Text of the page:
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Parliamentary Assembly Recommendation to Georgia


Council of Europe  Press Releases

Parliamentary Assembly

Functioning of democratic institutions in Georgia
Recommendation 1643 (2004)

Doc. 10298
2 October 2004

Reply from the Committee of Ministers
adopted at the 898th meeting of the Ministers’ Deputies (30 September 2004)

 1. The Committee of Ministers has considered carefully Parliamentary Assembly Recommendation 1643 (2004) on the functioning of democratic institutions in Georgia. As part of the regular monitoring of the honouring of commitments and obligations undertaken by Georgia on joining the Council of Europe, the Committee of Ministers, like the Assembly, has followed closely the developments and many changes that have occurred in Georgia since January 2004.

2. This enables the Committee of Ministers not only to assess changes occurring in Georgia but also to evaluate the effectiveness of cooperation activities already implemented, including those under the completed EC/Council of Europe Joint Programme for the South Caucasus and the ongoing EC/ Council of Europe Joint Programme for Georgia.  This process also enables the Committee of Ministers to adjust cooperation activities to meet evolving and emerging needs.

3. Consequently it decided to focus attention on the following priority fields of action: the functioning of democratic institutions, including those connected with regionalisation, the functioning of the courts and of law enforcement agencies and the fight against corruption and organised crime.

4. The Committee of Ministers has also been following recent events in South Ossetia with concern and repeats that the Council of Europe remains firmly attached to Georgia’s sovereignty and territorial integrity and that it is willing to provide the parties with assistance and expertise in order to work out a lasting and peaceful solution to the crisis.

5. As regards the revision of the Electoral Code (paragraph 3.i. of the Recommendation), the Committee of Ministers wishes to inform the Assembly of the following:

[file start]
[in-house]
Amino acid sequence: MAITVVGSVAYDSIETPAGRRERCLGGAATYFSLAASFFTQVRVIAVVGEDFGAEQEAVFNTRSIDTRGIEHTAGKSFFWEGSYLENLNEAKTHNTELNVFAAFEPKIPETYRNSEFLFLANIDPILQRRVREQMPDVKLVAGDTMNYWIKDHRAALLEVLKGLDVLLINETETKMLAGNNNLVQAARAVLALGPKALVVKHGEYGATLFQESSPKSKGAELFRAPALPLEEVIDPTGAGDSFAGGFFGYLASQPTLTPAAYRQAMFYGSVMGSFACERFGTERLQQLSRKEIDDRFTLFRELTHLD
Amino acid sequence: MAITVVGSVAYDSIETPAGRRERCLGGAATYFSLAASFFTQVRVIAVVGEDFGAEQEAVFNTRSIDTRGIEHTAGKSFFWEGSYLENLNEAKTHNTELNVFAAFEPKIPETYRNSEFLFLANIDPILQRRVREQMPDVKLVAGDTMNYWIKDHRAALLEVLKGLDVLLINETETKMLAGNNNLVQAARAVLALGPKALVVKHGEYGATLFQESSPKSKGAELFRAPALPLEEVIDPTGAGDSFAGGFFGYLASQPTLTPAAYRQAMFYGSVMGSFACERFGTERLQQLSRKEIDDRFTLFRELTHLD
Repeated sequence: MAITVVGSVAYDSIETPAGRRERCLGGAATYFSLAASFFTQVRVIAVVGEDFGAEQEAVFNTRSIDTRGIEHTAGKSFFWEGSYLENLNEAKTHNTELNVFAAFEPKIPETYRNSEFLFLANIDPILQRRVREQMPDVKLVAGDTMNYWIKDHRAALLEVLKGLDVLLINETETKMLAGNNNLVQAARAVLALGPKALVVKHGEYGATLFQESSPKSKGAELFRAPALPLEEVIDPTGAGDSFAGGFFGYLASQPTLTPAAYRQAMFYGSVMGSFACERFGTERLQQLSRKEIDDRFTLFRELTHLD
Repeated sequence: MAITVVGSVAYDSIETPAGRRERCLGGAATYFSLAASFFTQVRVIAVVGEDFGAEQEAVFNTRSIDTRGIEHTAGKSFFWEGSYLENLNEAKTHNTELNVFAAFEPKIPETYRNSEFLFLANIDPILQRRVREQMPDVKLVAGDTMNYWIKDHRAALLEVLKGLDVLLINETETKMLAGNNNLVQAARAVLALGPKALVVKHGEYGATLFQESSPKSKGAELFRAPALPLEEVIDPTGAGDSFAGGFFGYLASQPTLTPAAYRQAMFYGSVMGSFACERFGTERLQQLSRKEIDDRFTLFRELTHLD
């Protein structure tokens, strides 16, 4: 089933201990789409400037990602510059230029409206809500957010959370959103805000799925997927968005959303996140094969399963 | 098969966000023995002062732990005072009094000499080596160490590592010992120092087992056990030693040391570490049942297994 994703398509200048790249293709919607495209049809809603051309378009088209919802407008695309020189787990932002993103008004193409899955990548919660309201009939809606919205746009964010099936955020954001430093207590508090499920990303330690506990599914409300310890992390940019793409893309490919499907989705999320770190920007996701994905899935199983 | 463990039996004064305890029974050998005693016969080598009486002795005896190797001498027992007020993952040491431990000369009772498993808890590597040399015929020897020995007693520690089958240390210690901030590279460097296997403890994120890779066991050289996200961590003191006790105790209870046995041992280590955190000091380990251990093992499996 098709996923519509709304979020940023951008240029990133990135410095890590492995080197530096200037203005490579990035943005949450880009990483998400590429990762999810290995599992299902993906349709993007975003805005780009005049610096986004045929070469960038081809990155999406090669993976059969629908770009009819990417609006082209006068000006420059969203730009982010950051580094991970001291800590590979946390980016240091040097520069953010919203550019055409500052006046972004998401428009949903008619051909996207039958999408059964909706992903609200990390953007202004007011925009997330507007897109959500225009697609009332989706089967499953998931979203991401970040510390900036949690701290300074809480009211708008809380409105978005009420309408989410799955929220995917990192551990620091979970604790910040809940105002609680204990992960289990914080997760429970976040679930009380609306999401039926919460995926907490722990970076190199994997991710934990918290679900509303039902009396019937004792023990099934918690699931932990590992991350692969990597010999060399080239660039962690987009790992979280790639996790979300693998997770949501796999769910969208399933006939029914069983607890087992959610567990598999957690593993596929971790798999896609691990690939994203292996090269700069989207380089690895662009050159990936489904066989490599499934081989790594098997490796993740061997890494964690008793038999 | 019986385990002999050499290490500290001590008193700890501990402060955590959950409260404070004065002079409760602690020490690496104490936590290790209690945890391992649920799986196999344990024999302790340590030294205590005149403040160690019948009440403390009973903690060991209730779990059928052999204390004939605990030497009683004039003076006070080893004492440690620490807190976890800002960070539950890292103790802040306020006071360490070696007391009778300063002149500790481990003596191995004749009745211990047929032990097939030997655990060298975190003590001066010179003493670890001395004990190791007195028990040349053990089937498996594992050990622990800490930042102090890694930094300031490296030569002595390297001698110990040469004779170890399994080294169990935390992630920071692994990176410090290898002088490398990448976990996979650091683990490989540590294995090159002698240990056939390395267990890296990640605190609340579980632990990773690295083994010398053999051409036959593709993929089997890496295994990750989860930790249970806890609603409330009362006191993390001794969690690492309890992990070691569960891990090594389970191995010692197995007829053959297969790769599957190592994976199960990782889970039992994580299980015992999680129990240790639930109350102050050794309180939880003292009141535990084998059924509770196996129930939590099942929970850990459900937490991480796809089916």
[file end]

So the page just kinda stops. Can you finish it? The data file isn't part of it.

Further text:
i. The Venice Commission’s opinion on Georgia’s Unified Electoral Code was transmitted to the Georgian authorities on 17 February 2004.  Thus, the Electoral Code could not be revised before the partial parliamentary elections of 28 March 2004.  However, the Georgian authorities are called upon to revise the Unified Electoral Code on the basis of this opinion before the next general election.

ii.  In addition, on the occasion of the regional elections held in the Autonomous Republic of Adjaria on 20 June 2004, the Venice Commission made available to the Supreme Electoral Commission of Adjaria an expert in electoral law who gave his assistance with the legal and technical aspects of the preparation of the elections. 

iii. The Venice Commission is available for further cooperation with the Georgian authorities in the electoral field. 

6. As regards the functioning of democratic institutions (paragraph 3.ii. of the Recommendation), in particular the reform of territorial organisation:

i. The Council of Europe is assisting the Georgian authorities in framing a decentralisation strategy which will identify the priority objectives of the reform and provide for practical steps designed to pave the way for ratification of the European Charter of Local Self-Government and ensure that it is implemented in Georgia’s legal system - a commitment undertaken by the Georgian authorities on joining the Council of Europe.